Published: August 23rd 2012August 22nd 2012
So I know I said this would be a food type blog... ‘girl v food’ an homage to the fabulous Adam Richman! And I’ve been diligently photographing everything that has passed my lips; however that was before I got to Playa del Carmen, Mexico and started diving and more specifically started diving the Cenotes. Any thought of food had to take a back seat when the cenotes came to town... or rather, when I came to their town!
For those not in the know, let me explain what a cenote is: The word Cenote comes from the Mayan meaning ‘well’. It is a deep natural hole (or sink hole) created by the collapse of surface limestone exposing ground water underneath. These underground ‘rivers’ are all interconnected, or so it is believed. There are many unexplored areas but the areas that have been explored are quickly becoming huge tourist attractions. They have caverns and caves which show off a massive, beautiful array of stalagmites and stalactites. But it’s not all fun; many have died in the cenotes. So proper certified guides are needed and a certain amount of respect.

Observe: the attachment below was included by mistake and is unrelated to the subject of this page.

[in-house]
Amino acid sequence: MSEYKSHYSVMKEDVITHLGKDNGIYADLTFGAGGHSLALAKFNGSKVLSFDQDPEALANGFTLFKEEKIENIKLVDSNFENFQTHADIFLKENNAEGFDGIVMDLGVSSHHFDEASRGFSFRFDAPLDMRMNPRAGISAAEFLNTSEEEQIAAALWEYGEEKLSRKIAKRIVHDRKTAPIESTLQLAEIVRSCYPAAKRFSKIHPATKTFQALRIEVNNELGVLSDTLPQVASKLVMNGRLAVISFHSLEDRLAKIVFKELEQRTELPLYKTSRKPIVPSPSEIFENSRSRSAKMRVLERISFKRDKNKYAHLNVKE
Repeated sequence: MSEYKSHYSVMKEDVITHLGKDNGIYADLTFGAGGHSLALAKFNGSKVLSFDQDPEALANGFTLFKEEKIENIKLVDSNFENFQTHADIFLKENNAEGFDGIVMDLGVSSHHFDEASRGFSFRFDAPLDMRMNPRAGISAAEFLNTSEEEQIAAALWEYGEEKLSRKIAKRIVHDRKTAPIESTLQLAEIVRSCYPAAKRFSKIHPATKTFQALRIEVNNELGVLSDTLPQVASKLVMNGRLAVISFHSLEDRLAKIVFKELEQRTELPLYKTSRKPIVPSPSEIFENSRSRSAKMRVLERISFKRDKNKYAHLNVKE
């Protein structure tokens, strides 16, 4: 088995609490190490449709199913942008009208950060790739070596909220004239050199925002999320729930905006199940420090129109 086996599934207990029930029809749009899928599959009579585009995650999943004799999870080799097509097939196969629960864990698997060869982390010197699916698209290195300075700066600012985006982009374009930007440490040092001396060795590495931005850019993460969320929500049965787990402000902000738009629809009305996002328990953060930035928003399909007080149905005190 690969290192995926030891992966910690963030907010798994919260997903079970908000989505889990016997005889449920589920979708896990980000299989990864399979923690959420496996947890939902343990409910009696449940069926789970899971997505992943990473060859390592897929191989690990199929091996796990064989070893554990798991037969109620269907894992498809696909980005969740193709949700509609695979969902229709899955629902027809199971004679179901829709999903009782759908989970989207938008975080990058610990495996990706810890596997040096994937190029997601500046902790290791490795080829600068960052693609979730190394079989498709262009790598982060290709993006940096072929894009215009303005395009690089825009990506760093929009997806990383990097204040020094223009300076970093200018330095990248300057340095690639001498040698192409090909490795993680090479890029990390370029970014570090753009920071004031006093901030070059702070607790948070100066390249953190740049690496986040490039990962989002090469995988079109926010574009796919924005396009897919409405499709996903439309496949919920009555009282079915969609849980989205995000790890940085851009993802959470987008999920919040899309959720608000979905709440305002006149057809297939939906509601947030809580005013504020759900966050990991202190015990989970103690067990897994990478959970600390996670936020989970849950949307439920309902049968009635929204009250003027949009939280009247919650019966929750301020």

So, Adam and I flew to Cancun airport where we met
Nohoch Mul at Coba
The only ruin you can walk all the way to the top on..
up with Alex, who I met diving in Jordan, and Alma who Adam and I had dived with in Thailand. We then met up with Beany (who I’d met in Sulawesi) at our very smart looking apartment in Playa del Carmen. We found our apartment on ‘Air bnb’ and it was an absolute bargain at $20 a night. It had ensuite bathrooms and a pool area, as well as lovely decor, a kitchen and purified water. Not like the usual places I stay in on holiday!!
We had, or rather Beany and Alma had, spent a lot of time organising who we’d be diving with: We had, by chance, found a guy called Cristobel who was a Mexican, freelance cenote certified diver. He was brilliant. If anyone needs a guide in Playa get in touch... he rocked! We decided we needed to have an easy first day diving because we had been out of the water for a while!! So we headed for the ocean rather than the cenotes.
I’m often surprised by how few fish there are in the places I’ve been... and I’m sad to say Playa was the same. I’m glad I dived there, but
El Pit and our guide
not hard to see why I loved this dive ...
just not lots of fish. However we saw some great decorator crabs and a beautiful tiger tail sea horse as well as pipe horse, yellow rays, banded pipe fish and a few massive lobsters!! Any dive where you see a sea horse is a good dive in my books!!
So after our first day back in the water and back in the swing of diving we all headed to Cozumel; a small island off the coast near Cancun. It is known for its beauty, and whilst we didn’t actually go on dry land (it looked very built up) we did get some great dives... a huge wall at Palancar with massive lobsters and then some lovely swim throughs at Talila Gardens. We even saw a shark, southern ray and some more lobsters and crabs!